First Union Corp. has begun what could be the largest build-up of an investment-products staff at any bank in the business.
The Charlotte, N.C., bank will expand its sales force to more than 2,800 by the end of 1994, from 116 at present, senior executives said.
Current branch employees will provide most of the added firepower. The bank is preparing to train 2,600 of them - including all branch managers - to sell mutual funds and annuities.
In addition, First Union will hire 111 full-time stockbrokers, bringing the total to 227.
Credentials by Oct. 1
The first batch of 300 trainees is expected to have mutual-fund sales credentials by Oct. 1. The aim is to have at least two stationed in each of First Union's 1,328 branches within 18 months.
"No matter what branch you walk into, you'll be able to talk to someone who is a licensed investment specialist," said Marc Lieberman, a vice president who heads the First Union Funds group.
Chairman Edward E. Crutchfield Jr. had previously set a target of 600 mutual fund sales people by the end of 1994, mostly through new hirings. But he has scrapped that strategy in favor of the in-house training blitz.
Heat from Competition
First Union has also raised its goal for gathering mutual fund assets, a spokesman said. The bank is aiming to build First Union's family of mutual fund to $25 billion within five years. Earlier this year, Mr. Crutchfield had fixed the goal at $10 billion.
One factor that prompted First Union to press the accelerator was the plan by Nations-Bank Corp. and Dean Witter Financial Services to field upward of 1,000 mutual fund sales people in First Union's backyard.
"With what's going on in our industry,, we have to move to full asset-management services," said Richard K. Wagoner, executive vice president and head of capital management.
By mobilizing its branch personnel to sell mutual funds, First Union is adopting a strategy attempted by only a handful of big banks.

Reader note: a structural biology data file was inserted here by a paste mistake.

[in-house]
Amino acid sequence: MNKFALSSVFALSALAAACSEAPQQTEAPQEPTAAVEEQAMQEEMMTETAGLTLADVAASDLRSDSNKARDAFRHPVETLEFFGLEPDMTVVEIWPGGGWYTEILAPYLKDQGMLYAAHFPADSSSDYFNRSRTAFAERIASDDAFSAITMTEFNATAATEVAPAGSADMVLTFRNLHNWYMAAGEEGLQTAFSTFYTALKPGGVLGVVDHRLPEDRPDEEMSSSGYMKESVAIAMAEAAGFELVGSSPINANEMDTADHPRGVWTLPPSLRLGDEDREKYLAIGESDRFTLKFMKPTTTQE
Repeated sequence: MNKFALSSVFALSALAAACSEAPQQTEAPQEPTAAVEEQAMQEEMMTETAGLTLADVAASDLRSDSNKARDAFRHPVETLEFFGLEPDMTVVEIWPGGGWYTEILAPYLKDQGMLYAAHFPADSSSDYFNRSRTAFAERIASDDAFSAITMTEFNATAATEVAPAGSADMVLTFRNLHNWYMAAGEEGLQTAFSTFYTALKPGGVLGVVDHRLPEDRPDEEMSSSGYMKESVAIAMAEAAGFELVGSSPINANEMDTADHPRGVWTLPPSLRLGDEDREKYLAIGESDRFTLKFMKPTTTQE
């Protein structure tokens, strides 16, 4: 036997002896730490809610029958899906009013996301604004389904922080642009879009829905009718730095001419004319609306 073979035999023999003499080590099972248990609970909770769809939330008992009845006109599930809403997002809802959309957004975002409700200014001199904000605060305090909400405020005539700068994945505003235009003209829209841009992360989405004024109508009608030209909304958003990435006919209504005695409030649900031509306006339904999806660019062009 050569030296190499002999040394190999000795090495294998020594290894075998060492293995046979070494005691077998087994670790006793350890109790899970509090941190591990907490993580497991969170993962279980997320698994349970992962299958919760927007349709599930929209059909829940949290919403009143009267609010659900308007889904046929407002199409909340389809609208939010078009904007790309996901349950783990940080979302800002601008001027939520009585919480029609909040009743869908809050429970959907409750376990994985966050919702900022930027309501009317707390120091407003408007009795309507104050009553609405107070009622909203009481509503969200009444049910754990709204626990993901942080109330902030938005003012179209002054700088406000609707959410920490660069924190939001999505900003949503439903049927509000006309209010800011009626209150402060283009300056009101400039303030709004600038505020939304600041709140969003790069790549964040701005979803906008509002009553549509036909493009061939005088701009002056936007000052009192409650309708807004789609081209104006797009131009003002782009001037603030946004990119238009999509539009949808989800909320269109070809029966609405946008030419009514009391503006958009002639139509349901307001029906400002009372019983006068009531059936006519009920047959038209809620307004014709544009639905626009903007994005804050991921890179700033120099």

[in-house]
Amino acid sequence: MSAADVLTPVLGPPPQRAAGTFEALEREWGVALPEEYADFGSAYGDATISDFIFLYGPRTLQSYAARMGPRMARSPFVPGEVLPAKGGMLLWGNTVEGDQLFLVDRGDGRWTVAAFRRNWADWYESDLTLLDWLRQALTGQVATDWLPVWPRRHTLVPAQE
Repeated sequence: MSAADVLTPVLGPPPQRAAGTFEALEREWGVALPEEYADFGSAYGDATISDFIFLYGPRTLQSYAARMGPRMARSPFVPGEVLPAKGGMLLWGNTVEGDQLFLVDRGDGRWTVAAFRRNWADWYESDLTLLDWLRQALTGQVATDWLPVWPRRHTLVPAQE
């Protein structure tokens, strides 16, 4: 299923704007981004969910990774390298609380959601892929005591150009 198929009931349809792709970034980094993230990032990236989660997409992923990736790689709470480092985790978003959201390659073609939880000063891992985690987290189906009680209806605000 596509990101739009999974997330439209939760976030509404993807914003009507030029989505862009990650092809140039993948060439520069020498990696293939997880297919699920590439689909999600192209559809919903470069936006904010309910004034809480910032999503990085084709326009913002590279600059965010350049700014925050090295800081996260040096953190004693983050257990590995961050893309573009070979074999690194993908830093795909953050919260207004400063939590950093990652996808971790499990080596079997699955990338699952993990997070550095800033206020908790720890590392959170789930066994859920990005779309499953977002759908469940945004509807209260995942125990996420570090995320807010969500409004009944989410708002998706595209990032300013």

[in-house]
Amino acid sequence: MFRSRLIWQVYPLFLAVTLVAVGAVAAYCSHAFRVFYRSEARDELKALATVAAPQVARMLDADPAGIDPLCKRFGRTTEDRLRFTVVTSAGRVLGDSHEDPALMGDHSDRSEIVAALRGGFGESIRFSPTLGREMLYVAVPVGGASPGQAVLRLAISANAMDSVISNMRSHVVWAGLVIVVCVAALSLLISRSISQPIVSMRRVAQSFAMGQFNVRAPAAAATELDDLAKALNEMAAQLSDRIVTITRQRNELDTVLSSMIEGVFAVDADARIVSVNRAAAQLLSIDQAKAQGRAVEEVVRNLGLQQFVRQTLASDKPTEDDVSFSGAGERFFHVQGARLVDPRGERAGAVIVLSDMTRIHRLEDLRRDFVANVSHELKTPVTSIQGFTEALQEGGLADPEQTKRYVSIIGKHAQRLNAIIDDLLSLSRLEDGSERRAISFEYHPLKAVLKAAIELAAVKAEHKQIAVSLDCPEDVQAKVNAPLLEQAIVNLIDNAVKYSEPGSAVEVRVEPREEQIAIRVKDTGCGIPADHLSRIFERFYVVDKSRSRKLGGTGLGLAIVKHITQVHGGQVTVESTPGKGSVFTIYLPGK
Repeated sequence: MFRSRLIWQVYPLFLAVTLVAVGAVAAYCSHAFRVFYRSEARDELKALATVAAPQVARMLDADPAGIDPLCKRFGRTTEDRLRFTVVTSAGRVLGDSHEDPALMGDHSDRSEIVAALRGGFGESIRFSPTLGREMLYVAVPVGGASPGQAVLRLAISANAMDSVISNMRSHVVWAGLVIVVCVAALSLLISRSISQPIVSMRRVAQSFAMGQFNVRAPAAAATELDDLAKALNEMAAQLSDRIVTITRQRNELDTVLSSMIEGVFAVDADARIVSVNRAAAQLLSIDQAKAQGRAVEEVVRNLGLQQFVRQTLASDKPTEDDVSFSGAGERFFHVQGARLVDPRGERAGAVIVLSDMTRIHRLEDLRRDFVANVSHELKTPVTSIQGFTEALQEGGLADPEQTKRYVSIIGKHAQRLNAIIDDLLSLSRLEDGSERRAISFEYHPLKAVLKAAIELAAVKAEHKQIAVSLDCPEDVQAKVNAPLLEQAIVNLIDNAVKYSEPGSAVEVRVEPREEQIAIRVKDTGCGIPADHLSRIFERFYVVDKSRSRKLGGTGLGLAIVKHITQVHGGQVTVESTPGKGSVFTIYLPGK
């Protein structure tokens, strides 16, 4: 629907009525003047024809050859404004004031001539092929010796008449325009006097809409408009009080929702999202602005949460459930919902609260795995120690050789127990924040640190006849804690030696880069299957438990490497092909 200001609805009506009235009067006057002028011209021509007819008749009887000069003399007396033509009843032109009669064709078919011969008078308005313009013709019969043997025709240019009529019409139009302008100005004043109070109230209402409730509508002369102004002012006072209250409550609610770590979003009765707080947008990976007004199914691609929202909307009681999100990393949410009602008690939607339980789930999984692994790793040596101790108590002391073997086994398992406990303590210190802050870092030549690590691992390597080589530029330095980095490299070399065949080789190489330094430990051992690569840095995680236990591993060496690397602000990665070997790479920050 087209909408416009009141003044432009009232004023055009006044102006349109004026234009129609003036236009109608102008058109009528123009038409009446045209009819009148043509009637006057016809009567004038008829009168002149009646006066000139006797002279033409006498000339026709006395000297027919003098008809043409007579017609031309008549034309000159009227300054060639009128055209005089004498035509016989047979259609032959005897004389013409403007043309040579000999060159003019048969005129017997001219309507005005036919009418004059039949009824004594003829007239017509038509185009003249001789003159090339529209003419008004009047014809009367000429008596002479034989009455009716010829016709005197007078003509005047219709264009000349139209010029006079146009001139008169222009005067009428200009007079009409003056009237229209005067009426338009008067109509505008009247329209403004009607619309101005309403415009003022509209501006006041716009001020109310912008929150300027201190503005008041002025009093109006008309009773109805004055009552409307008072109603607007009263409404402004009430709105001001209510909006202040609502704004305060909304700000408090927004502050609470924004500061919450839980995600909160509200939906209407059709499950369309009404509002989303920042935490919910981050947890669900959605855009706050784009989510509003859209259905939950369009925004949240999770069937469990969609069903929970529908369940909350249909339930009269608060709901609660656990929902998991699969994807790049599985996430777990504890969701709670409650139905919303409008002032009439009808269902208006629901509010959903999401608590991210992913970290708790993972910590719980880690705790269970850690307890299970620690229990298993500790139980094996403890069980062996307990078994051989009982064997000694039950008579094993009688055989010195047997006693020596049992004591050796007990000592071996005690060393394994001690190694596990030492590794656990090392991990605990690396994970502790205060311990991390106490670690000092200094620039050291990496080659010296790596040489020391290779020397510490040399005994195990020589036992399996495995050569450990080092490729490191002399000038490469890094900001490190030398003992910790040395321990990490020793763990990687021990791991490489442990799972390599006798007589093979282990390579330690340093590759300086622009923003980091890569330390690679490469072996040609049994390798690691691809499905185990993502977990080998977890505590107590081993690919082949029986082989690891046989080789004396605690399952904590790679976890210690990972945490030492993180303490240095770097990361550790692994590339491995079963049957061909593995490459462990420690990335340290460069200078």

Columbus, Ohio-based Banc One Corp., for instance, this month plans to open 858 personal investment centers staffed in part by branch employees.
First Union is currently identifying the first 300 employees who will be groomed to take the National Association of Securities Dealers' Series 6 licensing exam.
A Series 6 license authorizes the holder to sell mutual funds. To be able to sell annuities, employees will take tests for state insurance sales licenses.
Beginning in July, these employees will undertake 45 hours of home study, followed by 14 days of classroom training, according to Susan Sherrill, manager for the licensing project.
Employees will receive training in staggered phases, wit 500 more beginning their course work in September, Ms. Sherrill said.
"The branches are very excited, because it's a job enhancement," she added.
ITI-Nash Inc., a Georgia-based training firm, is designing the education program for First Union and will conduct the seminars.
Upon completion of their course work, the licensed investment representatives will become dual employees of the bank and of First Union Brokerage Services, the company's investment management arm.
"About 25% of their time will be put into sales," said Mr. Wagoner. "They all have other responsibilities, either as branch managers or as customer service representatives, and that job will not go away."
The 227 full-fledged stockbrokers will be responsible for supervising the branch sales force. They will oversee trades, and coach and train workers.
In addition, they will attend to customers who need more sophisticated investment services, such as help in purchasing individual stocks and bonds.
In connection with the training initiative, First Union is developing a computer system to centralize mutual fund account information.
Ms. Sherrill said sales representatives will be able to evaluate the suitability of various asset-allocation strategies based on customers' risk profiles and investment objectives.
They will also be able to open and monitor brokerage accounts on-line.
First Union's mutual fund sales force TODAY
116 people with full
broker licenses GOAL
227 people with full
2,600 people with funds-only